Feeling Like a Fraud

Is it embarrassing that my nineteen-year-old child has never read a book?

I was once asked if maybe he didn’t read, because he couldn’t. A lot of well-meaning, natural born, corn raised, American people tend to generalize when the child in question is adopted from a foreign (pronounced: /FUR-ən/) country.

“That poor child, I’m sure he must suffer from some rare condition that we haven’t even heard of in the United States. Have you had him diagnosed?”


“Yes, you know, by a doctor.”

I was looked at as if I didn’t know that was an option. Or, what a doctor was.

“Well, he is off the charts with ADHD, but other than that he’s smart as a whip.”

“Oh, yes, I’m sure he is. But really, have you had him diagnosed?”

Many of today’s young adults wouldn’t know what a real book looked like even if it mysteriously appeared midair like an apparition. Maybe if it were in the form of something expensive or trendy, like an iPhone, a Benjamin, or a bong they might take notice, but even then, once it became evident that they would have to do something intellectually with it, like read, all bets would be off the table.

“WTF do you want me to do with that thing?”

It’s not as if one is handing them the dirty laundry basket, or even a small, sickly kitten that requires round the clock care. It’s merely something you hope, as a parent, would give them joy as it did for you as a child. Or, at the minimum, help them move out of their dark, dirty bedroom and into the bright lights of the family room to enjoy a chapter or two of a novel, any novel.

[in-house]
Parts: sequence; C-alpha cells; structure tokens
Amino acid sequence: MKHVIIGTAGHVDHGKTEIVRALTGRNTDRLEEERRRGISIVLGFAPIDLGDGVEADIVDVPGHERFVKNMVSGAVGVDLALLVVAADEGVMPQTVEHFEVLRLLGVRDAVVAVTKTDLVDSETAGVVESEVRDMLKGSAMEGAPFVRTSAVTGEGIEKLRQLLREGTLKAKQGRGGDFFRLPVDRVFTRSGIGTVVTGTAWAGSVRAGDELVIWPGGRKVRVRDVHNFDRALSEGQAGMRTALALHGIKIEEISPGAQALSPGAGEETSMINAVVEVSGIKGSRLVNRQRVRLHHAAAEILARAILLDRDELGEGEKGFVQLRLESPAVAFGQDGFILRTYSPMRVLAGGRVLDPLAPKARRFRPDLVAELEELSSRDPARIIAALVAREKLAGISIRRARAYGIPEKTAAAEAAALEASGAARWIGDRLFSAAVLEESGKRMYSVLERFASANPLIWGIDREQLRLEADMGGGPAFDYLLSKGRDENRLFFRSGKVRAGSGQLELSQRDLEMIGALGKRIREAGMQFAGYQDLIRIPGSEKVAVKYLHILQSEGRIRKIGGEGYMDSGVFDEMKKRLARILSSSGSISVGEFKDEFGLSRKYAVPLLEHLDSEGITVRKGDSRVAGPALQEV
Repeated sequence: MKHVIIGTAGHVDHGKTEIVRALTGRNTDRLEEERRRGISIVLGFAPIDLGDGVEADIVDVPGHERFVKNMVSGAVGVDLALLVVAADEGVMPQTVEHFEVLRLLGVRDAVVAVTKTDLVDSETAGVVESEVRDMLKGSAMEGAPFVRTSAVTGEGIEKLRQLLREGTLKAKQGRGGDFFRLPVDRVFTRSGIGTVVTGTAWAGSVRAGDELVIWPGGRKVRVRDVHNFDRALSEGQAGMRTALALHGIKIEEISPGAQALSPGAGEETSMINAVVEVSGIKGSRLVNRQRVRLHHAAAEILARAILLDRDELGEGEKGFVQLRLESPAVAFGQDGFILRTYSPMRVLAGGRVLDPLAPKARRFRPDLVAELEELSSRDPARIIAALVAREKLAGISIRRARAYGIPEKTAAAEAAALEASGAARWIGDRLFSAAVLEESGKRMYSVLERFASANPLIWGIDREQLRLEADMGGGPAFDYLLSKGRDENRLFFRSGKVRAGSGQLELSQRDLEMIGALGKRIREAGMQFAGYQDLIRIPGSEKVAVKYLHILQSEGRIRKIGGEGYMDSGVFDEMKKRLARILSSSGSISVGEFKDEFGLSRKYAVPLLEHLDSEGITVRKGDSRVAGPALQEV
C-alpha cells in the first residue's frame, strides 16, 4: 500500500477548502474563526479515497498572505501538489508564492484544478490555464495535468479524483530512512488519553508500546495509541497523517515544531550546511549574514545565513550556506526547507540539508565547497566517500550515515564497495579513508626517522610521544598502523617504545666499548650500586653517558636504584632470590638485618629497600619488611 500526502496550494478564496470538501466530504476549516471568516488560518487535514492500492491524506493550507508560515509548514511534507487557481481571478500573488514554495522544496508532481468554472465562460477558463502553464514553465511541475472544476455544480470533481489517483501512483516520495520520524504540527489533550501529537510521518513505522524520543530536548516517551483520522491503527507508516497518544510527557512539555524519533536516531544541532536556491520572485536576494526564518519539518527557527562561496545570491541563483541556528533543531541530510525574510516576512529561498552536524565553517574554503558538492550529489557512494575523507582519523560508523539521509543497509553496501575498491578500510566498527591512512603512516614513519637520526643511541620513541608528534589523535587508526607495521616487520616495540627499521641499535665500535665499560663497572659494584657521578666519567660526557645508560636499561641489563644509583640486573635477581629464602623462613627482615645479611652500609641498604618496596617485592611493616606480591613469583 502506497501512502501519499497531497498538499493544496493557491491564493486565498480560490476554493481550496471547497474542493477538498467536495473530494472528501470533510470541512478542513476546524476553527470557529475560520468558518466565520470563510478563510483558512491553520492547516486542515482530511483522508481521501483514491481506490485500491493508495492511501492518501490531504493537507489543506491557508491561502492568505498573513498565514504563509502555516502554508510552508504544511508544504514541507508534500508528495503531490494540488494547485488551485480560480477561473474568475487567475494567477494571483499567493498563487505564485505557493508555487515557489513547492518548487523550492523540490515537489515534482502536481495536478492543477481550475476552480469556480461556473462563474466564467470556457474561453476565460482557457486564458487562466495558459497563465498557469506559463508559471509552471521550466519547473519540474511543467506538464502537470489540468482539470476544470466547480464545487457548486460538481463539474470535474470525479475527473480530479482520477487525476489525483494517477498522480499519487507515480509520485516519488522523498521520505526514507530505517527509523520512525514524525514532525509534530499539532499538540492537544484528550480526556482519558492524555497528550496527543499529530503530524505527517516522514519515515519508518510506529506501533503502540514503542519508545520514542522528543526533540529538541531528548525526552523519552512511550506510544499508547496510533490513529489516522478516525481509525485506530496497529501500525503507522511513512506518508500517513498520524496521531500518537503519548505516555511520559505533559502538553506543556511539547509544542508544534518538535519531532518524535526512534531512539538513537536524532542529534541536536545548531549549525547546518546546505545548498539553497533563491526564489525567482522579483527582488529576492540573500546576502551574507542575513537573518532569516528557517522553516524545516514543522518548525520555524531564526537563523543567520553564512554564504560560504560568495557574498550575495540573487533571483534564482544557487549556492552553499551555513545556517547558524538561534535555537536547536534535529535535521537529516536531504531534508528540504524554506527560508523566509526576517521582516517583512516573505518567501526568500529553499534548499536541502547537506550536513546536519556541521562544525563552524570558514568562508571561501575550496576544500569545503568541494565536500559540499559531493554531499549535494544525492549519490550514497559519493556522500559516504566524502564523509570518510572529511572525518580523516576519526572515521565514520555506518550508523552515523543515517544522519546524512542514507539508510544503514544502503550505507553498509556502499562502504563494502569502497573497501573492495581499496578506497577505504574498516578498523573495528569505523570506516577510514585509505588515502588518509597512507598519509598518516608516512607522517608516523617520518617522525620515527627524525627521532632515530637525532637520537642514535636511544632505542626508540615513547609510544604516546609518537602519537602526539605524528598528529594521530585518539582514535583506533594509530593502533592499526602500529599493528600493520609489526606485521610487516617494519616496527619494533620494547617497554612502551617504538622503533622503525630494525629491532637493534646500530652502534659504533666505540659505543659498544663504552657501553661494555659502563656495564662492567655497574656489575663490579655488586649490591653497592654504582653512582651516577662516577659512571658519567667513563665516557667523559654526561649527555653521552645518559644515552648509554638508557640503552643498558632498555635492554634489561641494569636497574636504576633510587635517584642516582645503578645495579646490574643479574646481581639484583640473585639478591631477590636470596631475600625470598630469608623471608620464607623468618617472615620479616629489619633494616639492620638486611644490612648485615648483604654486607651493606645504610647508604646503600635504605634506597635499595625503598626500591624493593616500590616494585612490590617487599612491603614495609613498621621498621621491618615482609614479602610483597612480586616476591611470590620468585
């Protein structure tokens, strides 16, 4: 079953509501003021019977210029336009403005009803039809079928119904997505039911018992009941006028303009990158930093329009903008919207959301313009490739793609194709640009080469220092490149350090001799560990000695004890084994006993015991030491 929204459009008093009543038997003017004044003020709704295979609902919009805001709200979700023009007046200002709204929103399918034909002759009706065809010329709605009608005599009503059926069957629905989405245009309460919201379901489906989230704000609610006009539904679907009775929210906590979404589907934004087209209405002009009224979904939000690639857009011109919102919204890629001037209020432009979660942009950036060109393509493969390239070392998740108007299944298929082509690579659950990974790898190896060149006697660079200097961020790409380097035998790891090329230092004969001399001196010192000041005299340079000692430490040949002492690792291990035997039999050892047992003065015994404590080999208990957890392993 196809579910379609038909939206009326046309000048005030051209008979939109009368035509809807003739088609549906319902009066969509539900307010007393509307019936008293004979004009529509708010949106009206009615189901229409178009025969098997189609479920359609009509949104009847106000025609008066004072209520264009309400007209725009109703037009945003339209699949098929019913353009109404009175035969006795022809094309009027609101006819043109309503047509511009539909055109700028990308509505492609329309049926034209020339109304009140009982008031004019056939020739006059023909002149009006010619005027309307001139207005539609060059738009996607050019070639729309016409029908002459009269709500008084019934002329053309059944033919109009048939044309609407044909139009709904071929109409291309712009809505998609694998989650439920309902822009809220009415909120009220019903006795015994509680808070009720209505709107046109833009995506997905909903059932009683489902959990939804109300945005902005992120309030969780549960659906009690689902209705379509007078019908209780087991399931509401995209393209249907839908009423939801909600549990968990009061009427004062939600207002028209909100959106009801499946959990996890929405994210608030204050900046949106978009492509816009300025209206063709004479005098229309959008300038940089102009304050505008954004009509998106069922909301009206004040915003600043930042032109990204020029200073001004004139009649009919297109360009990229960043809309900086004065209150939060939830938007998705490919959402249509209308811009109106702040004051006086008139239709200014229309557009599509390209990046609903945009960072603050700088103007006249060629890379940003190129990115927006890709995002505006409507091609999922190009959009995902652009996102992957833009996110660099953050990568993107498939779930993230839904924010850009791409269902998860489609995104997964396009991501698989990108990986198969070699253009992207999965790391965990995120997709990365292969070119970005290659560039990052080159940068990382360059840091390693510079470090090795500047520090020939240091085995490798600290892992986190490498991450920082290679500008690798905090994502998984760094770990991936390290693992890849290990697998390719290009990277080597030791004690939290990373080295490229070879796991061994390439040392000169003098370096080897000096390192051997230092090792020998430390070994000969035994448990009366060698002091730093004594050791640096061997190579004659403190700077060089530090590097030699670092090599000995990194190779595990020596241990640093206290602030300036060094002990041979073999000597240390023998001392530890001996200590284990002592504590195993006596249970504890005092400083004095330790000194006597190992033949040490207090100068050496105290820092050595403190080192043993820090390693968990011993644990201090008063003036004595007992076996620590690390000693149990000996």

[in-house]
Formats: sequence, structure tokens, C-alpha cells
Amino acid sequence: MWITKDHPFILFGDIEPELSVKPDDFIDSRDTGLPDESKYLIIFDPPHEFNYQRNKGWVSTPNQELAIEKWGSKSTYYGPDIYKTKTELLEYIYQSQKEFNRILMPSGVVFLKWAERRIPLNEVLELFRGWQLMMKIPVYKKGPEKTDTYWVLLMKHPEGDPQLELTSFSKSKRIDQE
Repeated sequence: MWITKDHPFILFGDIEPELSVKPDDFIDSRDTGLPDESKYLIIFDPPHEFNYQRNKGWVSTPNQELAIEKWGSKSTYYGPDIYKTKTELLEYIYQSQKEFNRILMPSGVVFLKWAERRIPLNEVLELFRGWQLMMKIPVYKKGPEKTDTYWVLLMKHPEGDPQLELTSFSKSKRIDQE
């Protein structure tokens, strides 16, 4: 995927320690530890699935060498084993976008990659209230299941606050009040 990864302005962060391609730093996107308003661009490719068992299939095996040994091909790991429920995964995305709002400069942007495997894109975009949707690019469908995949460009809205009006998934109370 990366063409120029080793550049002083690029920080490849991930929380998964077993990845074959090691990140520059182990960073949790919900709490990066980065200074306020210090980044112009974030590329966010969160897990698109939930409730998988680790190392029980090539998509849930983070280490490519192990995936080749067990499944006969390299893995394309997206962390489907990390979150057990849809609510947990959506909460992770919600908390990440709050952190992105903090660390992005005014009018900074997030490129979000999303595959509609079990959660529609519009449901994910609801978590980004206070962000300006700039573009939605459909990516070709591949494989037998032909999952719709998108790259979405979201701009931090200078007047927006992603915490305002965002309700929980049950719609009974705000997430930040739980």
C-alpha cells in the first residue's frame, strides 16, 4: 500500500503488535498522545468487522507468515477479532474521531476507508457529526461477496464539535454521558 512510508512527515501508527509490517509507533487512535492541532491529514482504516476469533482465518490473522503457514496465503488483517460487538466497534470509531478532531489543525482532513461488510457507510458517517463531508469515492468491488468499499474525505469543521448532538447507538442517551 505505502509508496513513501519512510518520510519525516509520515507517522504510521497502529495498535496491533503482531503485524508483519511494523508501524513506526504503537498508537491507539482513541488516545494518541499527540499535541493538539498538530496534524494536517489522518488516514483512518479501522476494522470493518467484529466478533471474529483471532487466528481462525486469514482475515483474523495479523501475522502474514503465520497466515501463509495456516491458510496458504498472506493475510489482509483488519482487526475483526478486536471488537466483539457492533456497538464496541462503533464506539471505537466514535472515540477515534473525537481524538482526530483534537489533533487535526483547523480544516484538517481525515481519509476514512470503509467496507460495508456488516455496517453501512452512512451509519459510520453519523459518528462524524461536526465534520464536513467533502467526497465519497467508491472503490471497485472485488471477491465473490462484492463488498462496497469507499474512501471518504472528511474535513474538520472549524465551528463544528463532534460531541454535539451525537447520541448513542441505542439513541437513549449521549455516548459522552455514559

The problem in today’s digital environment of instant gratification is that reading for edification or enjoyment for many young adults is neither. They spend every waking hour sitting in front of their computer screen, tablet or phone. To them, that is reading. A book doesn’t vibrate or play sounds like a video game does. There is no option to get rich by reading as there is by, let’s say, creating videos of you and your girlfriend blowing kisses at the dog and posting them on YouTube. No sponsor is waiting in the wings if they (god forbid) post a video discussion about the theme of the book, or its plot points and inciting incident. Merely sitting, reading and enjoying is not enough. Maybe if we could develop a way for plotlines to vibrate and make sounds at just the right spots we would be able to hook them. Or, at a minimum, if just opening a book could make them lots and lots of money, everything I have written above would morph into one gigantic moot point. Please? Anyone?

*     *    *

Earlier this week I had the opportunity to buy two multi-volume sets of books being sold by the UCSD library system. The first is a twenty-five-volume set of The Works of Rudyard Kipling, and the second is a ten-volume set of The Works of Edgar Allan Poe. When I got them home and placed them on a shelf in my humble little library, I began to wonder about how many other shelves these volumes have sat on over the years. The Kipling set is 92 years old, and the Poe set is somewhere between 116 to 169 years old! If memory serves me correctly, there were no electronics to divert your attention in those years, nor a better option for entertainment on a daily basis than picking up a book and reading it. While there were still no sponsors waiting in the wings, there was pure joy about starting a new book or reading another chapter. You could almost feel the book vibrate in your hands from the excitement of turning a page or meeting a character for the first time.